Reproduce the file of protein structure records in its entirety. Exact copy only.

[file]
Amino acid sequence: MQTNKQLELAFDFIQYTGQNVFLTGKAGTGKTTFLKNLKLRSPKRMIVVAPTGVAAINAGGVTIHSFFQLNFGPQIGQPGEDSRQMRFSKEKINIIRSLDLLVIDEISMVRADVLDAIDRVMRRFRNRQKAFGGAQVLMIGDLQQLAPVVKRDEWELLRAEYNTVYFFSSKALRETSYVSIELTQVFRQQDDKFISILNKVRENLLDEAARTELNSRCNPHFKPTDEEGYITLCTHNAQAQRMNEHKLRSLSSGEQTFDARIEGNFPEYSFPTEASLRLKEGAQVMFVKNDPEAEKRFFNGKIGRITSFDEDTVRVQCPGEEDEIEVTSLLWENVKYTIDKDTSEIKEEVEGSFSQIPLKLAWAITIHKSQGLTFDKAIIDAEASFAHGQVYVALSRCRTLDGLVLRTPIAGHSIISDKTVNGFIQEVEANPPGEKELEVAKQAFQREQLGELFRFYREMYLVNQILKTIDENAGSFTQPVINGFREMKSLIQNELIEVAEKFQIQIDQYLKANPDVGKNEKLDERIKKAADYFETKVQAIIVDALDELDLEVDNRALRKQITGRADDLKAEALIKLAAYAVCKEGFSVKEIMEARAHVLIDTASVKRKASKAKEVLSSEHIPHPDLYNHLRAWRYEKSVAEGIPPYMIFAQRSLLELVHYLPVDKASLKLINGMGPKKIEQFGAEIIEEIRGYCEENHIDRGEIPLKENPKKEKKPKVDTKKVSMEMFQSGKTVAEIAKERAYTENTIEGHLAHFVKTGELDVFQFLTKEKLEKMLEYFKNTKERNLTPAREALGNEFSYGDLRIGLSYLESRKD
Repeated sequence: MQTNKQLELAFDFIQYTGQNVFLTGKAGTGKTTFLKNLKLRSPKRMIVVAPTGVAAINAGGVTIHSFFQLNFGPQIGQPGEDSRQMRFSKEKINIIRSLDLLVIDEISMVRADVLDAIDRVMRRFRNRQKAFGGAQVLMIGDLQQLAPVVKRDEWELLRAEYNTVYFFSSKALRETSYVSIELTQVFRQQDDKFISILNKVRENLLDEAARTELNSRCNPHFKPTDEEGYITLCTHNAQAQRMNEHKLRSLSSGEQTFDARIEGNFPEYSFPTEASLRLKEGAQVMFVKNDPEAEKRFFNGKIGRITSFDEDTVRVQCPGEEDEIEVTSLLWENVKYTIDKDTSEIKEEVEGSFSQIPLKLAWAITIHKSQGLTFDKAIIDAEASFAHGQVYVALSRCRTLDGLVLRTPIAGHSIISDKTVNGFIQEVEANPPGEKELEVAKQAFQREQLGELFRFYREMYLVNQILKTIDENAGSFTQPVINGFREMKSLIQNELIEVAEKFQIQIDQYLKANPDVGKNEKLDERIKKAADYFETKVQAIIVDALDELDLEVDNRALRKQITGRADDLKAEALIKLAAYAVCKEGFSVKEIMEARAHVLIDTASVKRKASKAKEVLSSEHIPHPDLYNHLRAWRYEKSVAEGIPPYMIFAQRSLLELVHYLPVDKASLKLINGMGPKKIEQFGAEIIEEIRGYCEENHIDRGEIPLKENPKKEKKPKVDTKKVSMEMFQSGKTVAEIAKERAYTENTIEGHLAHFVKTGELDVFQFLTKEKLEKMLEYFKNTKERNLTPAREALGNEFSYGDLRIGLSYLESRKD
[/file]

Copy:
Amino acid sequence: MQTNKQLELAFDFIQYTGQNVFLTGKAGTGKTTFLKNLKLRSPKRMIVVAPTGVAAINAGGVTIHSFFQLNFGPQIGQPGEDSRQMRFSKEKINIIRSLDLLVIDEISMVRADVLDAIDRVMRRFRNRQKAFGGAQVLMIGDLQQLAPVVKRDEWELLRAEYNTVYFFSSKALRETSYVSIELTQVFRQQDDKFISILNKVRENLLDEAARTELNSRCNPHFKPTDEEGYITLCTHNAQAQRMNEHKLRSLSSGEQTFDARIEGNFPEYSFPTEASLRLKEGAQVMFVKNDPEAEKRFFNGKIGRITSFDEDTVRVQCPGEEDEIEVTSLLWENVKYTIDKDTSEIKEEVEGSFSQIPLKLAWAITIHKSQGLTFDKAIIDAEASFAHGQVYVALSRCRTLDGLVLRTPIAGHSIISDKTVNGFIQEVEANPPGEKELEVAKQAFQREQLGELFRFYREMYLVNQILKTIDENAGSFTQPVINGFREMKSLIQNELIEVAEKFQIQIDQYLKANPDVGKNEKLDERIKKAADYFETKVQAIIVDALDELDLEVDNRALRKQITGRADDLKAEALIKLAAYAVCKEGFSVKEIMEARAHVLIDTASVKRKASKAKEVLSSEHIPHPDLYNHLRAWRYEKSVAEGIPPYMIFAQRSLLELVHYLPVDKASLKLINGMGPKKIEQFGAEIIEEIRGYCEENHIDRGEIPLKENPKKEKKPKVDTKKVSMEMFQSGKTVAEIAKERAYTENTIEGHLAHFVKTGELDVFQFLTKEKLEKMLEYFKNTKERNLTPAREALGNEFSYGDLRIGLSYLESRKD
Repeated sequence: MQTNKQLELAFDFIQYTGQNVFLTGKAGTGKTTFLKNLKLRSPKRMIVVAPTGVAAINAGGVTIHSFFQLNFGPQIGQPGEDSRQMRFSKEKINIIRSLDLLVIDEISMVRADVLDAIDRVMRRFRNRQKAFGGAQVLMIGDLQQLAPVVKRDEWELLRAEYNTVYFFSSKALRETSYVSIELTQVFRQQDDKFISILNKVRENLLDEAARTELNSRCNPHFKPTDEEGYITLCTHNAQAQRMNEHKLRSLSSGEQTFDARIEGNFPEYSFPTEASLRLKEGAQVMFVKNDPEAEKRFFNGKIGRITSFDEDTVRVQCPGEEDEIEVTSLLWENVKYTIDKDTSEIKEEVEGSFSQIPLKLAWAITIHKSQGLTFDKAIIDAEASFAHGQVYVALSRCRTLDGLVLRTPIAGHSIISDKTVNGFIQEVEANPPGEKELEVAKQAFQREQLGELFRFYREMYLVNQILKTIDENAGSFTQPVINGFREMKSLIQNELIEVAEKFQIQIDQYLKANPDVGKNEKLDERIKKAADYFETKVQAIIVDALDELDLEVDNRALRKQITGRADDLKAEALIKLAAYAVCKEGFSVKEIMEARAHVLIDTASVKRKASKAKEVLSSEHIPHPDLYNHLRAWRYEKSVAEGIPPYMIFAQRSLLELVHYLPVDKASLKLINGMGPKKIEQFGAEIIEEIRGYCEENHIDRGEIPLKENPKKEKKPKVDTKKVSMEMFQSGKTVAEIAKERAYTENTIEGHLAHFVKTGELDVFQFLTKEKLEKMLEYFKNTKERNLTPAREALGNEFSYGDLRIGLSYLESRKD